Saturday, May 26, 2007

Musings on parental guidance

Last night, on the 30th anniversary of Star Wars, we finally let our sons (ages 6 & 8) watch Episode III (Revenge of the Sith), which they'd been bugging us about for a while. We'd held off before because it's so dark & violent, & most reviews said kids shouldn't see it before 10 or 12 years old. But they are soooo familiar with the whole saga now, since they've been playing the two Lego Star Wars video games constantly, and reading Star Wars novels, blah blah blah. They did fine with it. I'm sure it was very different seeing it on just a TV screen, knowing some of the scariest things in advance (we'd warned them), than if they'd seen it on the big screen without being recently immersed in the characters & their worlds so much. As for myself, I didn't watch most of it (had seen it in the theater), but when I was watching, we had the closed captioning on to help the kids follow it, and most of the dialogue and line readings were so wooden, it sounded like an early cast read-through, or even a bad audition. I also found it amusing that the Darth Vader suit Anakin/Vader got at the end not only lowers his voice, but greatly improves his inflection. ;-) (I think if they can go back & insert Jabba the Hutt into the original Star Wars movie later, they should be able to go back & insert a different actor in Hayden Christiansen's place.)

That, plus a discussion I just saw on a writers' board about the appropriateness of certain books for young readers, has made me think about how differently I view the topic of appropriateness as a writer, as a reader, and as a mother! Actually, as a writer I always err on the side of clean & broadly "appropriate" material, because that's what I prefer. I can't imagine myself ever writing an R-rated book, and even as a reader and moviegoer, I'd rather not be bombarded with explicit language, sex, violence, or whatever. Cary Grant & Audrey Hepburn didn't need to spout f-words for their movies to appeal to adults. But because I want to encounter good stories, I put up with that stuff, to a degree, as a reader and a movie watcher. If it's not too in-your-face, I look beyond it. (And I'm afraid that if it's really funny or clever, I may look beyond it even if it is in-your-face... though I would like it even better if it was really funny without all that.) But I only just realized now that I have no idea how to balance my own ability to filter out what I don't like with my maternal tendency to want to protect my children.

I mean... as a YA reader & writer, and as a former child reader myself, I tend to think that while some books may not be exactly beneficial for kids, or praiseworthy in their subject matter, kids are smart enough to read critically and make their own decisions. I don't think they mindlessly accept everything they read as being the norm or the way things should be. And frankly, I assume that they hear things in their lives every day that are worse than a lot of things they may read on the page. I sure did, and no one is filtering or editing what teens really say and experience. But I always think of these things in the abstract--about teenagers in general, or about me as a teen. I had never until today thought to extend it to my own children as teenagers! It hadn't seemed relevant yet. Of course, my kids are only 6, 8, and 4 months old. They still need a lot of parental guidance. They do seem to believe everything they hear for the most part--even that Bounty is the "best" paper towel and we must buy it now! They even believe the TV ads for Floam even though we already bought Floam and they were already horribly disappointed in it! They keep thinking next time it might be different... And naturally I don't want them exposed to things before they are ready.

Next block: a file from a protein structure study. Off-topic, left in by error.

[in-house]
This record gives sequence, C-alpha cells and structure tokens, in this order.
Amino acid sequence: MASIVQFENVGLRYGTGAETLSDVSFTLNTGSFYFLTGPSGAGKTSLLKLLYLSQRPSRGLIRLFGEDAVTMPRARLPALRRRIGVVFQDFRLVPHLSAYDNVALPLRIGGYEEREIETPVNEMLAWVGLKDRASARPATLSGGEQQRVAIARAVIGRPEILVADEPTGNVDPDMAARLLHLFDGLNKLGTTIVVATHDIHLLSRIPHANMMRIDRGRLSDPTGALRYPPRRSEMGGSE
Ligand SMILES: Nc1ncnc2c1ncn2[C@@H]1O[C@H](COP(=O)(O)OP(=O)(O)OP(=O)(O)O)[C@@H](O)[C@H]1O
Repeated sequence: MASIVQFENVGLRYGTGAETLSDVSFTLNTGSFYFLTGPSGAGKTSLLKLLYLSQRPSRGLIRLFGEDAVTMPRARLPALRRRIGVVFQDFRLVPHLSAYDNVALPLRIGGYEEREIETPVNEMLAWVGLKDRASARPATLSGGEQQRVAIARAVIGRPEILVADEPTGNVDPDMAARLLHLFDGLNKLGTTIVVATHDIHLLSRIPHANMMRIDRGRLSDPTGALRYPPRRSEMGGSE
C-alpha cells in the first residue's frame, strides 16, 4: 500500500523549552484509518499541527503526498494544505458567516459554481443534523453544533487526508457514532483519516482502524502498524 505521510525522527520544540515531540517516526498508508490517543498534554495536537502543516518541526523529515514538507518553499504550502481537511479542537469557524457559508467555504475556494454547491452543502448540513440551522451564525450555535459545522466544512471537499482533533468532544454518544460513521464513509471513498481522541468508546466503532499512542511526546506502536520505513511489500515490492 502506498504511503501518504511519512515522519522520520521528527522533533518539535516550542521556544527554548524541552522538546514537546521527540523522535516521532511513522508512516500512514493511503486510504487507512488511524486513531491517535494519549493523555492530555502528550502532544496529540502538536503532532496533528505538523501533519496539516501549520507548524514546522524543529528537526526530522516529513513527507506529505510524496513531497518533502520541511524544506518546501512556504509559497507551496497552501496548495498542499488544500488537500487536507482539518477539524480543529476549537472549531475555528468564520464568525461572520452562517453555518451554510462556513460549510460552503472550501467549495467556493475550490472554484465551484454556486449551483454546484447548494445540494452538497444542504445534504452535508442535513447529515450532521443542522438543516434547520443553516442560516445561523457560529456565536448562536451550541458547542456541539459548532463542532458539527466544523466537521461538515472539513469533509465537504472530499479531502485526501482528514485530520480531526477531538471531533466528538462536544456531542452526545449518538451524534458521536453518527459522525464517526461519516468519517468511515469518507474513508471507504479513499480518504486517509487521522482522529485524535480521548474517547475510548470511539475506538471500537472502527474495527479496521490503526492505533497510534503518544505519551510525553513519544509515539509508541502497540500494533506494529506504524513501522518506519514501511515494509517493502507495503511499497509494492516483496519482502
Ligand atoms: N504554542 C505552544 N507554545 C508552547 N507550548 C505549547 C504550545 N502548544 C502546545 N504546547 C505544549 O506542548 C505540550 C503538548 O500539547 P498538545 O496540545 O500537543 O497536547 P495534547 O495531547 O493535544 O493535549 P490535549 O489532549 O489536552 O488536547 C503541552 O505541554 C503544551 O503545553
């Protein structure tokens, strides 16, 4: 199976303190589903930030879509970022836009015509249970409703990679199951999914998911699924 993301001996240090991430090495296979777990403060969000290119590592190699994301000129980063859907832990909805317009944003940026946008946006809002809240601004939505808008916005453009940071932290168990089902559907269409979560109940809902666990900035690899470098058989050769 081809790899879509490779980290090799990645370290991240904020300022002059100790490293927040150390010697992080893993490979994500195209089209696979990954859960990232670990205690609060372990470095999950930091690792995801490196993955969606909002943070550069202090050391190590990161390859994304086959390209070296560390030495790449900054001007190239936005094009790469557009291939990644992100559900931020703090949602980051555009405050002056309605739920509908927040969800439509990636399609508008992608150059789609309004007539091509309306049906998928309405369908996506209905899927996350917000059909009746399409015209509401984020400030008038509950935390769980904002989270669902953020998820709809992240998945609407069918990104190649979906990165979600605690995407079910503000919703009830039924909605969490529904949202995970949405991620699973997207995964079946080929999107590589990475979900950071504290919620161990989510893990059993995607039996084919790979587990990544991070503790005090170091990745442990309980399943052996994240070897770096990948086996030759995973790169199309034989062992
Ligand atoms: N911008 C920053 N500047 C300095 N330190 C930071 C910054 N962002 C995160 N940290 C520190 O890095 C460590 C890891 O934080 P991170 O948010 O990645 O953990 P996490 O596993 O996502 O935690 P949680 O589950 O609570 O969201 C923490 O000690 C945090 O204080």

But looking back on my own childhood & teen years, my parents had no idea what I knew, and no idea what I was reading, either. They looked down on YA fiction in general, but only because they thought it was brain candy & not substantial enough. They suggested other books I could read (which I never took them up on...), but I chose all my own books and no one ever bothered glancing at them, as far as I recall. But even as a fairly young kid, I knew what I liked and what I thought about stuff. My mother would have passed out if she'd known I read Forever at age 11 (had she known what it was about), but even at 11, with Judy Blume being my favorite author, I thought the girl made a stupid choice and I didn't want to emulate it. When I read books with lots of swear words, I often tossed them aside on my own if they started annoying me too much--but I would have been patently offended if my parents had presumed to tell me not to read them! So I wonder how often I underestimate my own children, or if I'm not now (and I haven't had much cause to worry about this stuff yet), how much I will. I can't imagine being quite as uninvolved in my own kids' reading choices as my family was--but it's not like I've been reading all the mystery and fantasy adventure books my 8-year-old brings home, either. I trust him to choose what he likes. I'd love to be able to discuss things like this with them in the future and help them to analyze things critically, but I also have to remember I would never have wanted to discuss some of this stuff with my parents & can't imagine I would ever have told them everything! (I recently read in a magazine that if your 12-year-old daughter tells you she's in love with a boy, you shouldn't scoff that she's too young, but ask what she likes about him. I thought, wow, when I was 12, I never would have told my parents I was in love with a boy!! And I did think I was.)

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